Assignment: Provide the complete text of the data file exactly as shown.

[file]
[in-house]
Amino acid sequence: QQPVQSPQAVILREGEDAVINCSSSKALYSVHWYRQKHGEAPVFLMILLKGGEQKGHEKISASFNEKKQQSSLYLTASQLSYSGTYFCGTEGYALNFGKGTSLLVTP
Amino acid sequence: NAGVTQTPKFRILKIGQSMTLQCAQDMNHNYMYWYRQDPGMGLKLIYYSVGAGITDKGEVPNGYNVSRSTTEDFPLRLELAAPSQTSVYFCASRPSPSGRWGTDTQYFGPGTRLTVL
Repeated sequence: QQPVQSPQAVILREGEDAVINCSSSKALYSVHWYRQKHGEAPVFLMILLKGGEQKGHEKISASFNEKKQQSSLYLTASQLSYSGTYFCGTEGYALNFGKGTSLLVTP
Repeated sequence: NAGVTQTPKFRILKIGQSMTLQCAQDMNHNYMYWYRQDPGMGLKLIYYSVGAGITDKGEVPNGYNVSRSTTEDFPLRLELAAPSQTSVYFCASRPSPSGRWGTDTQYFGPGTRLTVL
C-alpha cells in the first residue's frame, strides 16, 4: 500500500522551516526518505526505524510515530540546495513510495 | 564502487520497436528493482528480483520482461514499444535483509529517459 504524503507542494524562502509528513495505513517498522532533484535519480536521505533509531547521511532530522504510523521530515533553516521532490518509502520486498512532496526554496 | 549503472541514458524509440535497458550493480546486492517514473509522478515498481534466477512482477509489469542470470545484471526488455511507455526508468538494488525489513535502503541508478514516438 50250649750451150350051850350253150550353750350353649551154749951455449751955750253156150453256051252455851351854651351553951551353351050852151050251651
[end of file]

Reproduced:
[in-house]
Amino acid sequence: QQPVQSPQAVILREGEDAVINCSSSKALYSVHWYRQKHGEAPVFLMILLKGGEQKGHEKISASFNEKKQQSSLYLTASQLSYSGTYFCGTEGYALNFGKGTSLLVTP
Amino acid sequence: NAGVTQTPKFRILKIGQSMTLQCAQDMNHNYMYWYRQDPGMGLKLIYYSVGAGITDKGEVPNGYNVSRSTTEDFPLRLELAAPSQTSVYFCASRPSPSGRWGTDTQYFGPGTRLTVL
Repeated sequence: QQPVQSPQAVILREGEDAVINCSSSKALYSVHWYRQKHGEAPVFLMILLKGGEQKGHEKISASFNEKKQQSSLYLTASQLSYSGTYFCGTEGYALNFGKGTSLLVTP
Repeated sequence: NAGVTQTPKFRILKIGQSMTLQCAQDMNHNYMYWYRQDPGMGLKLIYYSVGAGITDKGEVPNGYNVSRSTTEDFPLRLELAAPSQTSVYFCASRPSPSGRWGTDTQYFGPGTRLTVL
C-alpha cells in the first residue's frame, strides 16, 4: 500500500522551516526518505526505524510515530540546495513510495 | 564502487520497436528493482528480483520482461514499444535483509529517459 504524503507542494524562502509528513495505513517498522532533484535519480536521505533509531547521511532530522504510523521530515533553516521532490518509502520486498512532496526554496 | 549503472541514458524509440535497458550493480546486492517514473509522478515498481534466477512482477509489469542470470545484471526488455511507455526508468538494488525489513535502503541508478514516438 50250649750451150350051850350253150550353750350353649551154749951455449751955750253156150453256051252455851351854651351553951551353351050852151050251651